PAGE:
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Cortland Exceeds Expectations with Nationals Berth

  • 02 Dec 2021

SUNY Cortland is like a lot of teams this year. Incoming goals for the fall 15s season revolved around rebuilding numbers, experience and relationships after a year lost to Covid – that is, until the wins kept coming. The Peacefrogs’ trajectory starts to depart from the masses at the conference and regional championship levels, and now the Upstate New York team is one of four small colleges heading to the National Collegiate Rugby championship in Knoxville, Tenn.

RELATED: Combined collegiate playoffs

Professors Ashley Crossway (’13) and Natalie DiMeglio (’17) are the current co-coaches at Cortland, where they both started their rugby careers as students. The alumnae were worried about numbers coming in – and not just hitting the 30-40 range to which the team is accustomed, but fielding a 15s team at all.

“We recruited 6-7 players this year, but the biggest testament [to the team’s rebuild] is the returning players and those who were just getting involved when Covid hit,” Crossway said. “They stayed engaged and were dedicated to coming back after a year-and-a-half, two years of not playing. Most of them were freshmen and sophomores [in spring 2020] and were just getting their feet wet, and now they’re juniors and seniors getting their first true playing experiences. We still call them veterans because they’ve been on the team the longest, but they had very little match experience before the fall.”

The team isn’t bereft of leadership, and captains Claire Brandon and Kailey Gleeson have been crucial to the health of the team out of the pandemic.

“During the spring 2021 flex we had, they were leading captains practices by themselves, just trying to engage women with the sport of rugby even though we were running around in masks and playing games with flags because we couldn’t have physical contact,” Crossway said. “They did everything they could to build a team and community around rugby, and they kept the team going.”

The coaches also called out senior lock Lindsey Quinn. The team president did a lot of behind-the-scenes work needed for field time, equipment, matches on the schedule, and Quinn’s dedication provided opportunities for Cortland.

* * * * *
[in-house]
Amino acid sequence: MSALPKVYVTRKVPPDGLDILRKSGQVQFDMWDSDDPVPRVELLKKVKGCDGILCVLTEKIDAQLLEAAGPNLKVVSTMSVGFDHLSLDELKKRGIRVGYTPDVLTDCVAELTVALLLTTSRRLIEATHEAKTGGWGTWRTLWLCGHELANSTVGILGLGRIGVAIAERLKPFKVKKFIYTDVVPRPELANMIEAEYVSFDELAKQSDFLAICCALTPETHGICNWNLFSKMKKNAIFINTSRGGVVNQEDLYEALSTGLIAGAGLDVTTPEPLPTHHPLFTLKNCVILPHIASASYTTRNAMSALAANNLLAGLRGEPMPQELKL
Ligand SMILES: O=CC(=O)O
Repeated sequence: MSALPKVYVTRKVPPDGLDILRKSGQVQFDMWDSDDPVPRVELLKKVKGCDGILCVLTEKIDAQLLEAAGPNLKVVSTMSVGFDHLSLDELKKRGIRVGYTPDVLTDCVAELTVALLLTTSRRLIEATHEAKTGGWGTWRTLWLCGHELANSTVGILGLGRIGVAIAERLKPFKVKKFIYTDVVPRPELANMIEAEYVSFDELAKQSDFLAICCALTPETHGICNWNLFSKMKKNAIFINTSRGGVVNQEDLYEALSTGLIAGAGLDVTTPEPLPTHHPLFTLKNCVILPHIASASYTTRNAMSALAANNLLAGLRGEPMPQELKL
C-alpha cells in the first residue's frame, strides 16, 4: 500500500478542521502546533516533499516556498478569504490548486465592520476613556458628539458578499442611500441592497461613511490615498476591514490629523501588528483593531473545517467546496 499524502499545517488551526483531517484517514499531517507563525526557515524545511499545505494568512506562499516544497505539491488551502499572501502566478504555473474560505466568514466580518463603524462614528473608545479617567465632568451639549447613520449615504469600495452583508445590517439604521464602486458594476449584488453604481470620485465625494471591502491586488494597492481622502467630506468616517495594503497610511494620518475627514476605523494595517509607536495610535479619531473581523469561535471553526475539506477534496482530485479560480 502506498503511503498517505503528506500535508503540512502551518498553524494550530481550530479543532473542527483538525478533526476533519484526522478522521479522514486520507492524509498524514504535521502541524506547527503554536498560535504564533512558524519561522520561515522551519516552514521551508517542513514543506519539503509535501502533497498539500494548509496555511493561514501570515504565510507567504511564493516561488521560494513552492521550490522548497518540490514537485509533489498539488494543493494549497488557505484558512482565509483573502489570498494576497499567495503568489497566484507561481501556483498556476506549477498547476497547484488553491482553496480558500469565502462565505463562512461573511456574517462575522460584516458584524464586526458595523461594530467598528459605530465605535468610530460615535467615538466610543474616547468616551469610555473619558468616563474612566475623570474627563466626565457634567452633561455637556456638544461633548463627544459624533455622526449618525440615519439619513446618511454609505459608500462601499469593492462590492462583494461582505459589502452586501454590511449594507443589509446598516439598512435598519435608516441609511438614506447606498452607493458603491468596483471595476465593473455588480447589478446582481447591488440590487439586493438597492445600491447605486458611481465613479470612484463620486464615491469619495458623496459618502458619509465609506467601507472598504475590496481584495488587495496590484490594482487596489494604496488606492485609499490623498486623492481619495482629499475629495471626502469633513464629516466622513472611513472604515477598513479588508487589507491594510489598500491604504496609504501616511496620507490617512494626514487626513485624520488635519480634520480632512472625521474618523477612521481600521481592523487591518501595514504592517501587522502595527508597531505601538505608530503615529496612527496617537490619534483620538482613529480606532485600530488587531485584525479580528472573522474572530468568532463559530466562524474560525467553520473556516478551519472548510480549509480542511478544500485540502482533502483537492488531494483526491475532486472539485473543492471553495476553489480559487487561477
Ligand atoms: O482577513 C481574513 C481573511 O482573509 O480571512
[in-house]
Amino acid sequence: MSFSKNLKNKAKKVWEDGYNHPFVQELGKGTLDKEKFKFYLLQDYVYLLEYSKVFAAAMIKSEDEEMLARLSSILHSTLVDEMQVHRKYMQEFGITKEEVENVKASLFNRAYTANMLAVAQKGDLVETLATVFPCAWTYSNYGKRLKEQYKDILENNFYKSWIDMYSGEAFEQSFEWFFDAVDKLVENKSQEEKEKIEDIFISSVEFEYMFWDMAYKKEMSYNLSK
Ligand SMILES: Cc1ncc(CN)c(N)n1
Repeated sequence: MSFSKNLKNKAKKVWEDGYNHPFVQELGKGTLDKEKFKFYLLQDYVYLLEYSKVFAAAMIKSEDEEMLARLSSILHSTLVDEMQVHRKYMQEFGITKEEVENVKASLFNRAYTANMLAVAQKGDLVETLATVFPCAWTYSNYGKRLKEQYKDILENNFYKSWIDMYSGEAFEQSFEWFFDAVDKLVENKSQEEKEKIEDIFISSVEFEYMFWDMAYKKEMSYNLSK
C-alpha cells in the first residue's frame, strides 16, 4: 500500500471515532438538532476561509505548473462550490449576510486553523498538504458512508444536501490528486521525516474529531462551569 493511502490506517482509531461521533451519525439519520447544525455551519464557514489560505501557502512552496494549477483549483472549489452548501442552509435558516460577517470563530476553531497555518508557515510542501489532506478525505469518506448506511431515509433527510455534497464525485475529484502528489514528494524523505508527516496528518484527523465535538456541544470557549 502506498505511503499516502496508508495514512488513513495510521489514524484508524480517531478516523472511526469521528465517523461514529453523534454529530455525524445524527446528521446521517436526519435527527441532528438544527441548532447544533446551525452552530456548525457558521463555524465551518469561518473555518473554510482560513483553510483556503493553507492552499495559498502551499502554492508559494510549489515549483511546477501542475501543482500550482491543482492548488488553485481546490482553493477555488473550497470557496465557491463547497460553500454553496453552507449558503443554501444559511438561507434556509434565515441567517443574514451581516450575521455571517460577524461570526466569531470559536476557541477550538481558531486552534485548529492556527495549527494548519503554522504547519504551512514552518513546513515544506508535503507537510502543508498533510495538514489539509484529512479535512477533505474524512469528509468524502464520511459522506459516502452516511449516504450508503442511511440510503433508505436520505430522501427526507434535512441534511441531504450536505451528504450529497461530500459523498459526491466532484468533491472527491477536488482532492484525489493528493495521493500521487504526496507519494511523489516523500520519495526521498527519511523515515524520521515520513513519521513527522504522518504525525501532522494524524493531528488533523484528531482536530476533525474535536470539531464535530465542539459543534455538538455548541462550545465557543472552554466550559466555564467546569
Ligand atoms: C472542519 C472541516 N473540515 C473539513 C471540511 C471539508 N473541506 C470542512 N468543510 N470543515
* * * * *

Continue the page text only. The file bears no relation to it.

When the Upstate New York regular season commenced, Cortland did have lower numbers and less experience relative to years past, but most of rugby was experiencing similar conditions. The fall started with two shutout wins – 77-0 against Hamilton, 51-0 against Union – and then followed with an important game against Ithaca College.

“The first [turning point] was our first game against Ithaca,” Crossway said of the 53-17 win. “It was our third game and we were really starting to put the pieces of the game together. At that point they were ranked higher than us, and [that win] helped us see the potential in our team. We were being successful and beating teams ranked higher than us.”

Cortland advanced to the conference playoffs and lined up against St. Bonaventure University in the semifinal.

“That was the other turning point,” Crossway said of the 34-10 playoff win. “St. Bonaventure is a notoriously talented team in New York state, and across the board, and the team really came together for that game. That victory solidified our team and gave us the confidence we needed to go forward.”

As Cortland made these gains, the initial goals of just fielding a team and rebuilding the base began to evolve. The coaches also noted that a second layer of players were embracing more prominent roles on the pitch.

“All of the younger and less experienced players were just stepping up, but there were a couple players who we could see had that potential to fill the shoes of our seniors,” Crossway said. “One example is Anna [Reinshagen], our scrumhalf. She is brand new to rugby and she took on that important position, calling plays and being a leader on and off the field.”